What is an example application of a quasilinear utility function?

I am told a quasilinear utility function is a function like $$U(x,y) = \sqrt{x}+y$$

My Question:

Can someone provide a real world example of a quasilinear utility function?

• In the context of moral hazard, agent's preference is represented as utility of monetary gain plus the disutility of exerting effort. – Metta World Peace May 3 '15 at 5:31
• Can you that in equation form so I can see the quasilinearity of it? – Stan Shunpike May 3 '15 at 5:40
• Every partial equilibrium model uses a quasilinear utility. – user157623 May 3 '15 at 14:27
• "A real world example of a [...] utility function"? Utility functions are defined over preferences which are assumed and partially tested. – FooBar May 3 '15 at 14:58

Quasilinear utility functions are useful in much of the demand estimation literature, particularly in discrete choice. For instance, check out Berry 1994,Berry Levinsohn Pakes 1995 and the many applications in Nevo's papers on demand estimation (here's a "practicioner's guide"). Ken Train's book on it is available for free here!

To summarize, they can lead to indirect utility of the form $$u_{ijt}=\alpha_i\underbrace{(y_i-p_i)}_\text{real income}+\underbrace{X{jt}\beta_i}_\text{observed product characteristics*\beta_i}+\underbrace{\xi_{jt}}_\text{unobserved product characteristics}+\underbrace{\epsilon_{ijt}}_\text{mean zero stochastic term}$$ where $i$ represents individuals $i=1,\dots,I_t$ in each of the $t=1,\dots,T$ markets selling $j=1,\dots,J$ products. Here, $\alpha_i$ represents the marginal utility of income and $\beta_i$ represents the marginal utility from the product characteristics observed in $X_{jt}$.

Suppose that we restrict the heterogeneity across consumers to only enter through the stochastic term $\epsilon_{ijt}$. Then both the individual specific parameters $(\alpha_i,\beta_i)$ must be equal to $(\alpha,\beta)$ and the market share of each good can be represented by $$s_{jt}=\frac{exp(X_{jt}\beta-\alpha p_{jt}+\epsilon_{jt})}{1+\Sigma_{k=1}^{J}exp(X_{kt}\beta-\alpha p_{kt}+\xi_{kt})}$$

The equation for the market share is a function of variables that only vary at the product-market level, so you only need information on prices and quantities (and product characteristics) for a crude estimation. However it gives some quirky results. Particularly regarding the elasticity of market share wrt own price and cross price (market share) elasticities, and consumer subsitution patterns. Things can get more robust the more you read on demand estimation, you can introduce consumer characteristics and get results that have more desirable substitution properties.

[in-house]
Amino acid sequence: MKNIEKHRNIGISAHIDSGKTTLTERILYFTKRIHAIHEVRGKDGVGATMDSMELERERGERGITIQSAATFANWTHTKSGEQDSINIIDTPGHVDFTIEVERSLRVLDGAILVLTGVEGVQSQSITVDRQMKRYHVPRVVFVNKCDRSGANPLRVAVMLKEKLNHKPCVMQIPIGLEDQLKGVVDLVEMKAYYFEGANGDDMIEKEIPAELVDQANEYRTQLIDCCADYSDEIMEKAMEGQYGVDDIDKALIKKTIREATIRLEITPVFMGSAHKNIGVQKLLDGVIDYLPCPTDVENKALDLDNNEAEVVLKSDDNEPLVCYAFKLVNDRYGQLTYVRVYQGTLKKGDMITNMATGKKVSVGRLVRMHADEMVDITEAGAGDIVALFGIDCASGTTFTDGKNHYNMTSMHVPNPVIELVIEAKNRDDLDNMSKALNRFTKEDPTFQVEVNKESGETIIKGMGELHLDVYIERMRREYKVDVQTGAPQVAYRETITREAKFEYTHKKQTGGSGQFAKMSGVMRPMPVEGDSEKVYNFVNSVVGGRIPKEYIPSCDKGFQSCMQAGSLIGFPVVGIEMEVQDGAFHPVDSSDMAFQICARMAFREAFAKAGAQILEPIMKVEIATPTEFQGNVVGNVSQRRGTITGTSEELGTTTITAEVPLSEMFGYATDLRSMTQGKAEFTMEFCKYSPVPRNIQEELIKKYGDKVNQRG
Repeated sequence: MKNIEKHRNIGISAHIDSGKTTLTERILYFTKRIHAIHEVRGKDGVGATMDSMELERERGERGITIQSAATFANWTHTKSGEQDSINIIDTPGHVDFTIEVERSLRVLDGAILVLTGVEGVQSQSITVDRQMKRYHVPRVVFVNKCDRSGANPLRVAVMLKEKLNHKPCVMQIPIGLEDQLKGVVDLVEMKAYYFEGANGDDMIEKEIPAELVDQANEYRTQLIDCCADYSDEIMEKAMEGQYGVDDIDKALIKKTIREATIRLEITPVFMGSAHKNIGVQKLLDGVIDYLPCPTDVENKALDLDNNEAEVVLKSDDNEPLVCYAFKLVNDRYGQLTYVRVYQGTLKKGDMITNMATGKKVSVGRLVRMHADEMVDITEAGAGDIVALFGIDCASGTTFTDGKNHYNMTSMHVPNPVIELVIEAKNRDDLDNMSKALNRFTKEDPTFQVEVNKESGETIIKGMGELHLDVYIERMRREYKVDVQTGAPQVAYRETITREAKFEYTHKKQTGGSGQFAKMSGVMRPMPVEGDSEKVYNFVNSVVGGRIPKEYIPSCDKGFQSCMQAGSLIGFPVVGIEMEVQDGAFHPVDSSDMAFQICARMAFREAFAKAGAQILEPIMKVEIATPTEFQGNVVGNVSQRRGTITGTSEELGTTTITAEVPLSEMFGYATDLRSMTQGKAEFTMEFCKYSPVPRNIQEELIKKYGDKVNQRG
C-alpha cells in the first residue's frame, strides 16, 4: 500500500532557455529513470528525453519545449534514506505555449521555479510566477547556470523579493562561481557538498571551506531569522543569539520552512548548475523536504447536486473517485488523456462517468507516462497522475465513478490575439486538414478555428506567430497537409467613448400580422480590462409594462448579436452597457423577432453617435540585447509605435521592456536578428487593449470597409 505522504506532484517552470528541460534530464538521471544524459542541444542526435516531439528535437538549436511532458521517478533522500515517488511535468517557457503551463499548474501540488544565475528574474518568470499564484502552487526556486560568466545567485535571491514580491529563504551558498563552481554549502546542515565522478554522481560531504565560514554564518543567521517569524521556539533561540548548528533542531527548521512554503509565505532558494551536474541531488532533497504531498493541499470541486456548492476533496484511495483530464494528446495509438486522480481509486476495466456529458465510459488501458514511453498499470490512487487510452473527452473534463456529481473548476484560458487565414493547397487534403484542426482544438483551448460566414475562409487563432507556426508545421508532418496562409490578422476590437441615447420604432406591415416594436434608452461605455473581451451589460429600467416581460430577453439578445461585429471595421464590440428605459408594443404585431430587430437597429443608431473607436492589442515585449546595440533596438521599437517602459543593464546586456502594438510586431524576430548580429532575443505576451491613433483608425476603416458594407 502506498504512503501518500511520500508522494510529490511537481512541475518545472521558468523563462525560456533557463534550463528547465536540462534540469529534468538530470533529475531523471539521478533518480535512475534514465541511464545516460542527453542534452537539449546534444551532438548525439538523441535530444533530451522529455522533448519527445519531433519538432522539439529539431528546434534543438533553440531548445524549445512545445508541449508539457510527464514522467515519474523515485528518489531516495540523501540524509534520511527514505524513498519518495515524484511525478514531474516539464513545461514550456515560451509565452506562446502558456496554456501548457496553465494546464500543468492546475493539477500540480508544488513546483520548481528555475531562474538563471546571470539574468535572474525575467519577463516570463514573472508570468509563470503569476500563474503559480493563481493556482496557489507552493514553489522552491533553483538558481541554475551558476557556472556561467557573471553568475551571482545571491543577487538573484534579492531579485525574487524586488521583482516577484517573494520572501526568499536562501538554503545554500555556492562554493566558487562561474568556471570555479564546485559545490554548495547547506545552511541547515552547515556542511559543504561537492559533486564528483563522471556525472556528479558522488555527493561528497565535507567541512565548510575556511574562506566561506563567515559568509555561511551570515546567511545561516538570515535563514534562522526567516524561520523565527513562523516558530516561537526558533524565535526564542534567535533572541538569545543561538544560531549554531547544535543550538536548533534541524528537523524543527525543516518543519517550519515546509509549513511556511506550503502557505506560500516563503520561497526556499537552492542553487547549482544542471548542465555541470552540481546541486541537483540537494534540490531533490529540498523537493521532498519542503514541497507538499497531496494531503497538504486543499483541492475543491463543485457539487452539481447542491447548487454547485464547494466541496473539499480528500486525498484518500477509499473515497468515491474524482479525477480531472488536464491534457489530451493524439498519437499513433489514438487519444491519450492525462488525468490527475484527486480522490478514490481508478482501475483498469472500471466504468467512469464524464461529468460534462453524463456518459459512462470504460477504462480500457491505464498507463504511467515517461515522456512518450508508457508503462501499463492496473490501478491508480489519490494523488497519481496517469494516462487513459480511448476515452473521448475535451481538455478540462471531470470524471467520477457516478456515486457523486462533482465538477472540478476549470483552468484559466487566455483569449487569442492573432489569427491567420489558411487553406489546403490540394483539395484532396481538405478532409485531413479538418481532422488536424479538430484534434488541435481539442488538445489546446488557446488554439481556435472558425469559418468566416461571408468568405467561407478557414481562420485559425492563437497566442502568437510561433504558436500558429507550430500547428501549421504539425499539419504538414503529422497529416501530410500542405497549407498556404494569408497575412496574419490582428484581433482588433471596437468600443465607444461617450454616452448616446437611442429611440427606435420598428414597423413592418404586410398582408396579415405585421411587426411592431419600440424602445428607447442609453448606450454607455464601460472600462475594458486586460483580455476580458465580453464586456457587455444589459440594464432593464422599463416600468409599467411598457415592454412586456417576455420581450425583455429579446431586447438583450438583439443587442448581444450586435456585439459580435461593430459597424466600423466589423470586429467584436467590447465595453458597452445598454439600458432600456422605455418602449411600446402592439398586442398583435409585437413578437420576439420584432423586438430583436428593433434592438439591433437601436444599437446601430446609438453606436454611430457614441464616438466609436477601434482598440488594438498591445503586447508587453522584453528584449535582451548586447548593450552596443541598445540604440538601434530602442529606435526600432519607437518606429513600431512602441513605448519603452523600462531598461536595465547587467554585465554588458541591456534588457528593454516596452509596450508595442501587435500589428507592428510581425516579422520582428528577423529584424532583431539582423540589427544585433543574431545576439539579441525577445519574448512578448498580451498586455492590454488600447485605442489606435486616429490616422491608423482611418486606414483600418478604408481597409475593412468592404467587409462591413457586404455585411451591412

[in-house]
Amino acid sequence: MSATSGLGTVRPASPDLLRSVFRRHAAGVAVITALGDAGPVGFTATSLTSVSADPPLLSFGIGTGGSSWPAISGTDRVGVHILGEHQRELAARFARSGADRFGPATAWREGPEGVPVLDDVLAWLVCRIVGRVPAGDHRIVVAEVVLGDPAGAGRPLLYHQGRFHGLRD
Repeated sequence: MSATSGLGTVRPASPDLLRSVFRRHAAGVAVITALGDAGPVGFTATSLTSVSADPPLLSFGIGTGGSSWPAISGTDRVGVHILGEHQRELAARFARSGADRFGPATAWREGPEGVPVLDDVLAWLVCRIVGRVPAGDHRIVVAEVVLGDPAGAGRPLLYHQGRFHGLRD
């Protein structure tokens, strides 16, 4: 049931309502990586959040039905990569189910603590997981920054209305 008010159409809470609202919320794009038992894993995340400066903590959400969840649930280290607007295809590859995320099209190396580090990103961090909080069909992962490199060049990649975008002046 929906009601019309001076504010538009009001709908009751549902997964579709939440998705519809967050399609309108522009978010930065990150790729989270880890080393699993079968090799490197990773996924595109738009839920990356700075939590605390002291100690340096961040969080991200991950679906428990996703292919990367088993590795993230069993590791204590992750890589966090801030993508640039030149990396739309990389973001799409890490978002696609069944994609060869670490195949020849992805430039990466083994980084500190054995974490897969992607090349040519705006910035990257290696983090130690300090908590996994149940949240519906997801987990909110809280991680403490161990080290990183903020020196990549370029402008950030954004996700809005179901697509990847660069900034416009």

There are also many criticisms of the conclusions that this type of modeling can draw, but I'll leave that up to you to imagine should you want to read on the topic.

• The share fraction above should read $$s_{jt}=\frac{exp(X_{jt}\beta-\alpha p_{jt}+\xi_{jt})}{1+\Sigma_{k=1}^{J}exp(X_{kt}\beta-\alpha p_{kt}+\xi_{kt})}$$ – Hessian May 26 '15 at 14:19
• Real world means "do we have evidences" for this model. Do we observe preferences that follow a quasilinear function? It should not be an "exception" but a case than can be generalized (I said that because economist are good a providing one exception and say "look it works!" -> ex. giffen goods) – gagarine Jan 11 '19 at 14:05

Core as a nice and simple "real world" example of a quasilinear utility function:

Angela is a farmer who values two things: grain (which she consumes) and free time. She values grain at some constant amount relative to free time, independently of how much grain she already has.

Therefor, the indifference curves has the property that the MRS depends only on free time:

A utility function with the property that the marginal rate of substitution (MRS) between 𝑡 and 𝑐 depends only on 𝑡 is:

𝑈(𝑡,𝑐) = 𝑣(𝑡) + 𝑐

Of course, this is not evidence but an imaginary case that help understand where such function may be useful.

Source (full text): https://core-econ.org/the-economy/book/text/leibniz-05-04-01.html .